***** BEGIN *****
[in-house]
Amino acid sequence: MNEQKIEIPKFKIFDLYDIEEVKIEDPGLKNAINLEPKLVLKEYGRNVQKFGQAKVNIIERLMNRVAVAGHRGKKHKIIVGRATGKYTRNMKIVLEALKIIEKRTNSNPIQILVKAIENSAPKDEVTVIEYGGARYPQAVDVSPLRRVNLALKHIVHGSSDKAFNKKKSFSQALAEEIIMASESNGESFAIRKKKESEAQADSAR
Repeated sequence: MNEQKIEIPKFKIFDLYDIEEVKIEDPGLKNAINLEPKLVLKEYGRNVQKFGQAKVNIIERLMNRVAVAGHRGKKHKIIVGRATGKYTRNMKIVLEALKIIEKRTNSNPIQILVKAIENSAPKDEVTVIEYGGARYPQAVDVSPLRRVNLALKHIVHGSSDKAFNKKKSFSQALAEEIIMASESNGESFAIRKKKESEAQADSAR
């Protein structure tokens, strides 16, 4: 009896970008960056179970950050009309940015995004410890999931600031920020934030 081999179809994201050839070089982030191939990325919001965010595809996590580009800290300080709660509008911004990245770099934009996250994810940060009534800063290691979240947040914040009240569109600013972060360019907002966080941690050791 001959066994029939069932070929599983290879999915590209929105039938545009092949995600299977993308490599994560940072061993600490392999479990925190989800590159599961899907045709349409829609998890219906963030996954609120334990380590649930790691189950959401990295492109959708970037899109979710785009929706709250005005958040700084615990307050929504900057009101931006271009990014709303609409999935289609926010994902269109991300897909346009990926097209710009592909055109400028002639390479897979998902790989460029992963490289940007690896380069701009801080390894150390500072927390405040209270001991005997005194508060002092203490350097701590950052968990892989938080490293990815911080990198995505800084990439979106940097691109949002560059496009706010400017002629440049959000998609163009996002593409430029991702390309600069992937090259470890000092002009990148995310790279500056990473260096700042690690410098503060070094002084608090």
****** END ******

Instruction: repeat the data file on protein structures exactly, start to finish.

[in-house]
Amino acid sequence: MNEQKIEIPKFKIFDLYDIEEVKIEDPGLKNAINLEPKLVLKEYGRNVQKFGQAKVNIIERLMNRVAVAGHRGKKHKIIVGRATGKYTRNMKIVLEALKIIEKRTNSNPIQILVKAIENSAPKDEVTVIEYGGARYPQAVDVSPLRRVNLALKHIVHGSSDKAFNKKKSFSQALAEEIIMASESNGESFAIRKKKESEAQADSAR
Repeated sequence: MNEQKIEIPKFKIFDLYDIEEVKIEDPGLKNAINLEPKLVLKEYGRNVQKFGQAKVNIIERLMNRVAVAGHRGKKHKIIVGRATGKYTRNMKIVLEALKIIEKRTNSNPIQILVKAIENSAPKDEVTVIEYGGARYPQAVDVSPLRRVNLALKHIVHGSSDKAFNKKKSFSQALAEEIIMASESNGESFAIRKKKESEAQADSAR
């Protein structure tokens, strides 16, 4: 009896970008960056179970950050009309940015995004410890999931600031920020934030 081999179809994201050839070089982030191939990325919001965010595809996590580009800290300080709660509008911004990245770099934009996250994810940060009534800063290691979240947040914040009240569109600013972060360019907002966080941690050791 001959066994029939069932070929599983290879999915590209929105039938545009092949995600299977993308490599994560940072061993600490392999479990925190989800590159599961899907045709349409829609998890219906963030996954609120334990380590649930790691189950959401990295492109959708970037899109979710785009929706709250005005958040700084615990307050929504900057009101931006271009990014709303609409999935289609926010994902269109991300897909346009990926097209710009592909055109400028002639390479897979998902790989460029992963490289940007690896380069701009801080390894150390500072927390405040209270001991005997005194508060002092203490350097701590950052968990892989938080490293990815911080990198995505800084990439979106940097691109949002560059496009706010400017002629440049959000998609163009996002593409430029991702390309600069992937090259470890000092002009990148995310790279500056990473260096700042690690410098503060070094002084608090």